Over the last couple of years, Islamic terror-related issues have been escalating in southern and western part of India. Terrorist outfits are not only targeting security forces and government establishments, but aiming vital economic and strategic assets.
At least 67 people have died and many sustained burn injures in the fire triggered by bomb blasts in Delhi- Attari Samjhauta Express on February 18, near Deewana in Panipat in Haryana. The bi-weekly train literally means 'Understanding,' a symbol pf Friendship, connects New Delhi to Pakistan's city of Lahore. The attacks took place ahead of Pakistani Foreign Minister Khursheed Kasuri’s visit to New Delhi for talks with his Indian counterpart on Tuesday. Kasuri is scheduled to co-chair the India-Pak Joint Commission in New Delhi.
Following the high profile assassinations of Alexander Litvinenko, a former KGB (erstwhile Soviet Union’s secret service-Komitet Gosudarstvennoy Bezopasnosti) agent in November 2006, the British investigators found that Litvinenko’s killers used polonium-210, a rare radioactive element worth over $10 million to poison him.
The Maoists (also known as Naxalites) in India are emboldened by the recent success of their Nepalese counterpart, who emerged as a legitimate power center after a decade of protracted people’s war. The effects are already visible in Bihar, the neighboring Indian State. Despite convoluted security arrangement by the Bihar Police, partial successful of the Bandh (general strike) on Oct. 30, 2006, by the Maoists indicated that they are capable enough to strike at their will.
The recent Havana initiative by the Indian Prime Minister Manmohan Singh depicts a marked shift in India’s Pakistan policy. Manmohan Singh at Havana had announced on the sidelines of the NAM (Non-Aligned Movement) summit that India and Pakistan are proposing to handle the threat of terrorism jointly. This novel concept of resuming formal peace negotiations with Pakistan (frozen after 11 July Mumbai train blasts) and setting up of a joint agency to tackle terrorism appears to be an ‘atypical’ step as compared to the earlier ‘cautious’ approach.
At least 37 people were killed and over a hundred injured in two powerful bomb explosions in the communal sensitive Malegaon town, located in the Nasik district of Maharashtra, on 08 September. Many of those killed and injured were minors.
The explosions occurred outside the Bada Kabristan (Large cemetery), a burial ground for Muslims where people gathered to offer prayers for their dead relatives on the occasion of Shab-e-Baraat (night of salvation). The second blasts took place near Noorani mosque.
Q.1: IS INDIA BECOMING A MAJOR TRANSIT POINT OF INTERNATIONAL ILLICIT DRUG TRADE?
Molly Charles: Yes, India has been a major transit point for Andean Cocaine and South African Mandrax. The Latin American connection for Cocaine is not very old, as Cocaine has been taking hold of the elite Indian only in the past few years. The cocaine market is encouraged by the fact that it is a drug that can be used occasionally, provided it is not adulterated. Researchers in other countries have documented occasional users of cocaine.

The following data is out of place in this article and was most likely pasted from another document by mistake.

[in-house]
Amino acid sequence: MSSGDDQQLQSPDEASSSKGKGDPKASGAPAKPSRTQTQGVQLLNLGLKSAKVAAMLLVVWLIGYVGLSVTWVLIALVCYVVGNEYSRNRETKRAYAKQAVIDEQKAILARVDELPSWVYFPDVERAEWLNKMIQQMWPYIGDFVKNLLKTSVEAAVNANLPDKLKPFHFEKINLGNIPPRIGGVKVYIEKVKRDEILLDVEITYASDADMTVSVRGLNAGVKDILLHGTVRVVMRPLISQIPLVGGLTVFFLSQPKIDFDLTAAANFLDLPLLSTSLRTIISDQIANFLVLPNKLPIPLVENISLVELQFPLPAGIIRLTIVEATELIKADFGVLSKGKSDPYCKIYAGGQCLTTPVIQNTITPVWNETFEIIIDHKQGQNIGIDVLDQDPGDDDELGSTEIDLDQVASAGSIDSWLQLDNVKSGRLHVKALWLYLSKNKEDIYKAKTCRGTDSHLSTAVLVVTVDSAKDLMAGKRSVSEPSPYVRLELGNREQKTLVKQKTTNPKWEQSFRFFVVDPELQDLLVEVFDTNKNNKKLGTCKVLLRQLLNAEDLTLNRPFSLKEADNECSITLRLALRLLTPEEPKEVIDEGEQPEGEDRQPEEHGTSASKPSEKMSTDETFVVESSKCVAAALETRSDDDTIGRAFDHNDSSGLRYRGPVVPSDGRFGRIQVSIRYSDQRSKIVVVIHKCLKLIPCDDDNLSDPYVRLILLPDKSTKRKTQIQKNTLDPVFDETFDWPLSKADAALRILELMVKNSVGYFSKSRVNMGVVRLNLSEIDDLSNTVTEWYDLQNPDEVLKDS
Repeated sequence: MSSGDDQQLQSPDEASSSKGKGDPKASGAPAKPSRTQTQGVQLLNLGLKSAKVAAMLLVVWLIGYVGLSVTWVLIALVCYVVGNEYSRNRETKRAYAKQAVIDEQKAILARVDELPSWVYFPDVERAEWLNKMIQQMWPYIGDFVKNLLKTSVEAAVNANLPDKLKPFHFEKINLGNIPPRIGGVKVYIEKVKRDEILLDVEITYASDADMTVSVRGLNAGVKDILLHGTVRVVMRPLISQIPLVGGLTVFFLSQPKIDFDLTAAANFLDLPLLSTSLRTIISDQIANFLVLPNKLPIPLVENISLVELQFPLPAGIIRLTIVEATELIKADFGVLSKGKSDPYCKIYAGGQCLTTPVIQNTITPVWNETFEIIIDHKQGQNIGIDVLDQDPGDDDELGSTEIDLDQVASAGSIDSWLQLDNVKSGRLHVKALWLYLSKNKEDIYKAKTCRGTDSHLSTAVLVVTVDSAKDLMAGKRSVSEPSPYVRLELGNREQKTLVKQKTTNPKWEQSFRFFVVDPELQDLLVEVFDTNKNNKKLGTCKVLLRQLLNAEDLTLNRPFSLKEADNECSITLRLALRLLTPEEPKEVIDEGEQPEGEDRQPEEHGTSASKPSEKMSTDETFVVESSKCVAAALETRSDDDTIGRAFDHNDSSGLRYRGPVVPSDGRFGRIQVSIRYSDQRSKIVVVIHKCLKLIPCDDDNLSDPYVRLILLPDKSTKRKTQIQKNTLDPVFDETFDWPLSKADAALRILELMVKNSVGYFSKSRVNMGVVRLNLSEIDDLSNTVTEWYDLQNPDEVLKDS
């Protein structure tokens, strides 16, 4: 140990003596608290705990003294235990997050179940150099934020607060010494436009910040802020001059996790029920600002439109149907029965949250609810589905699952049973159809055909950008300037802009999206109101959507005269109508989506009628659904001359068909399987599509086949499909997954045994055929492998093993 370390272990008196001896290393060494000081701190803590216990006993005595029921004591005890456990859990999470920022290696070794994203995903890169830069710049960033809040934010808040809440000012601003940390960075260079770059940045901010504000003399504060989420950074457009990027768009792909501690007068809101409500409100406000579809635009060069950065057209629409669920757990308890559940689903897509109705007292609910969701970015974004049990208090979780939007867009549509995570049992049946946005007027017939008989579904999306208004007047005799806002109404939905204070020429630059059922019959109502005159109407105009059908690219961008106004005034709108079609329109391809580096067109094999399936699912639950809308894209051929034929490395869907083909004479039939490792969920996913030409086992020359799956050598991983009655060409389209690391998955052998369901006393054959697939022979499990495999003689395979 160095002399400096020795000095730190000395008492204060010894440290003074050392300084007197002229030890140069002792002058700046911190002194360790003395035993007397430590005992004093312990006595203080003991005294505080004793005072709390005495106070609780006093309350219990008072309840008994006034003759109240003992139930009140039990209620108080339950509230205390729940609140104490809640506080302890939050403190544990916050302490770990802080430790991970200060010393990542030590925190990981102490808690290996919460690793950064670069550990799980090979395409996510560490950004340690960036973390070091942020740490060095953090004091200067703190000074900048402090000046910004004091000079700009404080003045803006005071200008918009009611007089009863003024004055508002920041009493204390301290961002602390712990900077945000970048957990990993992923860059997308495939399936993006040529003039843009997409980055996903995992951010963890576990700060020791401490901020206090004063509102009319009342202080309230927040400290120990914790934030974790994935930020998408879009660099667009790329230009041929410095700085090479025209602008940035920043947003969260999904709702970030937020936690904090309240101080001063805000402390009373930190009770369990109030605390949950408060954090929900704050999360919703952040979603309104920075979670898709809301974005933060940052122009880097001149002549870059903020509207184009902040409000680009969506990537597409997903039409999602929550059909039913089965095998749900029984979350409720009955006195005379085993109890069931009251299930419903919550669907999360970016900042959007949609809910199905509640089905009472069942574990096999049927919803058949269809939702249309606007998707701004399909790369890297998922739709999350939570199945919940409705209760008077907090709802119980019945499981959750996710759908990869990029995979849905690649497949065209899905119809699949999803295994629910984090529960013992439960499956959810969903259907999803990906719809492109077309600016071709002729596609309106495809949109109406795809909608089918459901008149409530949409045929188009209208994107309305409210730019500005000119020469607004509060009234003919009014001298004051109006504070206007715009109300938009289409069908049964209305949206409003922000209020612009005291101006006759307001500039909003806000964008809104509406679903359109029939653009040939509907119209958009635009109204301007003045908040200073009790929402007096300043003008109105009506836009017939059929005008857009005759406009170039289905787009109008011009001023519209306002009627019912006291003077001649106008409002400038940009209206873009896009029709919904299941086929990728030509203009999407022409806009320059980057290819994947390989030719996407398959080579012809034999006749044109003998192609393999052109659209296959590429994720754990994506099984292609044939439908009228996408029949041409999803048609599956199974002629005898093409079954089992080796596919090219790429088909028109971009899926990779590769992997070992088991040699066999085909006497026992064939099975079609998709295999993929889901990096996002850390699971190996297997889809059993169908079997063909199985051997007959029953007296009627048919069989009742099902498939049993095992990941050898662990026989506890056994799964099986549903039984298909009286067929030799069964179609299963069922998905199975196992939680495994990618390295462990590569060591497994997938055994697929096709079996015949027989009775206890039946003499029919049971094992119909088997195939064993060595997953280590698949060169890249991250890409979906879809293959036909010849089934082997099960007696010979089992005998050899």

In comparison to the indiscriminate violence perpetrated by Islamic terrorists, the Naxal menace (also infamous as Left-wing Extremist or Maoist) has been plaguing India for quite some time as one of the biggest internal security challenges. The most affected Chattisgarh state has witnessed one of the worst ever massacre on 17 July when armed Naxalites attacked the Errabore Relief Camp in Dantewada district, killing some 30 unarmed civilians and injuring scores. The attackers have abducted more than 45 people in that fateful night.
On 11 July, India’s commercial hub, Mumbai (in Maharastra) and Jammu & Kashmir State witnessed series of bomb and Grenade attacks, perpetrated by suspected Islamic terrorists.
In Mumbai, over 170 people were killed, and over 400 people have been injured in a string of seven powerful blasts that targeted suburban trains. The toll is increasing every hour. The timing of the blasts coincided with the peak hour traffic when the commuters return from their work around 6 PM in the evening.
The recent illegal drug hauls in various parts of India and couple of high profile drug abuse cases involving people in power brought the spotlight back onto illegal drug issues in the country. India’s Anti Narcotics Bureau and the Directorate of Revenue Intelligence have seized drugs ranging from Cocaine to Heroine and other opiates worth millions of dollars in the international market within the last few months. The fact is drug trafficking and illegal drug abuse have been taking place in the subcontinent for very long but have been relatively ignored.